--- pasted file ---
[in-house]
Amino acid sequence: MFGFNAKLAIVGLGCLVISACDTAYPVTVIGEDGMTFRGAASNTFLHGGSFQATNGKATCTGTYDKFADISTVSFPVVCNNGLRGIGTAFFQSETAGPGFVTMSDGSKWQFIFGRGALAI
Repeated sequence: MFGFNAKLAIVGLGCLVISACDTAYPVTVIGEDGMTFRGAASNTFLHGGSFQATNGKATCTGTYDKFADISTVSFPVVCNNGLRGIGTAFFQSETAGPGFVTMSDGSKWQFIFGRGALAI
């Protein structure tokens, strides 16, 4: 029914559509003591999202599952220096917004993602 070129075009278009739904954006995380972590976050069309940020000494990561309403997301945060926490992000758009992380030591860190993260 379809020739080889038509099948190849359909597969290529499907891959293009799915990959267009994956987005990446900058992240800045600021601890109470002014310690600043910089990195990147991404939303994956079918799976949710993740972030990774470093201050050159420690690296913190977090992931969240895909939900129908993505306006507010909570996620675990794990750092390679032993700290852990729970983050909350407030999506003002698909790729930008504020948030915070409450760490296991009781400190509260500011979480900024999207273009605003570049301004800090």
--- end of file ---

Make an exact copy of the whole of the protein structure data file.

[in-house]
Amino acid sequence: MFGFNAKLAIVGLGCLVISACDTAYPVTVIGEDGMTFRGAASNTFLHGGSFQATNGKATCTGTYDKFADISTVSFPVVCNNGLRGIGTAFFQSETAGPGFVTMSDGSKWQFIFGRGALAI
Repeated sequence: MFGFNAKLAIVGLGCLVISACDTAYPVTVIGEDGMTFRGAASNTFLHGGSFQATNGKATCTGTYDKFADISTVSFPVVCNNGLRGIGTAFFQSETAGPGFVTMSDGSKWQFIFGRGALAI
């Protein structure tokens, strides 16, 4: 029914559509003591999202599952220096917004993602 070129075009278009739904954006995380972590976050069309940020000494990561309403997301945060926490992000758009992380030591860190993260 379809020739080889038509099948190849359909597969290529499907891959293009799915990959267009994956987005990446900058992240800045600021601890109470002014310690600043910089990195990147991404939303994956079918799976949710993740972030990774470093201050050159420690690296913190977090992931969240895909939900129908993505306006507010909570996620675990794990750092390679032993700290852990729970983050909350407030999506003002698909790729930008504020948030915070409450760490296991009781400190509260500011979480900024999207273009605003570049301004800090």